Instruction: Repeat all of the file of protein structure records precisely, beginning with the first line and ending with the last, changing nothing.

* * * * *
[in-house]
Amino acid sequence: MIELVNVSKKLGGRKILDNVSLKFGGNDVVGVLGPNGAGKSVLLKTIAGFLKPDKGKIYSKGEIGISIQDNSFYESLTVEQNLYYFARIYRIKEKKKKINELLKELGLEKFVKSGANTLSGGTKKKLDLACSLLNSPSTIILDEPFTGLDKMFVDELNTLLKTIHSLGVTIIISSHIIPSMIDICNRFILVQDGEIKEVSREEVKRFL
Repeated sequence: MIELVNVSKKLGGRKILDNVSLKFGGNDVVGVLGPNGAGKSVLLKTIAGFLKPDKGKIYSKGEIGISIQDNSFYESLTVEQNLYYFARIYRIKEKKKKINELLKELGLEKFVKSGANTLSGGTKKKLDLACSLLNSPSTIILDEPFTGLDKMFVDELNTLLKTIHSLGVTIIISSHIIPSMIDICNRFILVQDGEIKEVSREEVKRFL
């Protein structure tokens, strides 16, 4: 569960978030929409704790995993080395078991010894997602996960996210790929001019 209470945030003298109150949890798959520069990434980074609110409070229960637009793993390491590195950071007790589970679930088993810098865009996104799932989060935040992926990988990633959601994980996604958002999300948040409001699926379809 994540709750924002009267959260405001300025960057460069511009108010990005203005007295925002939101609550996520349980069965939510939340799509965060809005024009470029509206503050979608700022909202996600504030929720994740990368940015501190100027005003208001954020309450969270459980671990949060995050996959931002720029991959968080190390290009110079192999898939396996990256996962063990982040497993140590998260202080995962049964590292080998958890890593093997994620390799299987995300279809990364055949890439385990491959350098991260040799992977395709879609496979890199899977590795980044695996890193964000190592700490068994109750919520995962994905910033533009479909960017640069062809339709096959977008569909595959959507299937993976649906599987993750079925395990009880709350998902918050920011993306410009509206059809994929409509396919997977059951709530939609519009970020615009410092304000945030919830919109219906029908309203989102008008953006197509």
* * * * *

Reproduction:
[in-house]
Amino acid sequence: MIELVNVSKKLGGRKILDNVSLKFGGNDVVGVLGPNGAGKSVLLKTIAGFLKPDKGKIYSKGEIGISIQDNSFYESLTVEQNLYYFARIYRIKEKKKKINELLKELGLEKFVKSGANTLSGGTKKKLDLACSLLNSPSTIILDEPFTGLDKMFVDELNTLLKTIHSLGVTIIISSHIIPSMIDICNRFILVQDGEIKEVSREEVKRFL
Repeated sequence: MIELVNVSKKLGGRKILDNVSLKFGGNDVVGVLGPNGAGKSVLLKTIAGFLKPDKGKIYSKGEIGISIQDNSFYESLTVEQNLYYFARIYRIKEKKKKINELLKELGLEKFVKSGANTLSGGTKKKLDLACSLLNSPSTIILDEPFTGLDKMFVDELNTLLKTIHSLGVTIIISSHIIPSMIDICNRFILVQDGEIKEVSREEVKRFL
């Protein structure tokens, strides 16, 4: 569960978030929409704790995993080395078991010894997602996960996210790929001019 209470945030003298109150949890798959520069990434980074609110409070229960637009793993390491590195950071007790589970679930088993810098865009996104799932989060935040992926990988990633959601994980996604958002999300948040409001699926379809 994540709750924002009267959260405001300025960057460069511009108010990005203005007295925002939101609550996520349980069965939510939340799509965060809005024009470029509206503050979608700022909202996600504030929720994740990368940015501190100027005003208001954020309450969270459980671990949060995050996959931002720029991959968080190390290009110079192999898939396996990256996962063990982040497993140590998260202080995962049964590292080998958890890593093997994620390799299987995300279809990364055949890439385990491959350098991260040799992977395709879609496979890199899977590795980044695996890193964000190592700490068994109750919520995962994905910033533009479909960017640069062809339709096959977008569909595959959507299937993976649906599987993750079925395990009880709350998902918050920011993306410009509206059809994929409509396919997977059951709530939609519009970020615009410092304000945030919830919109219906029908309203989102008008953006197509």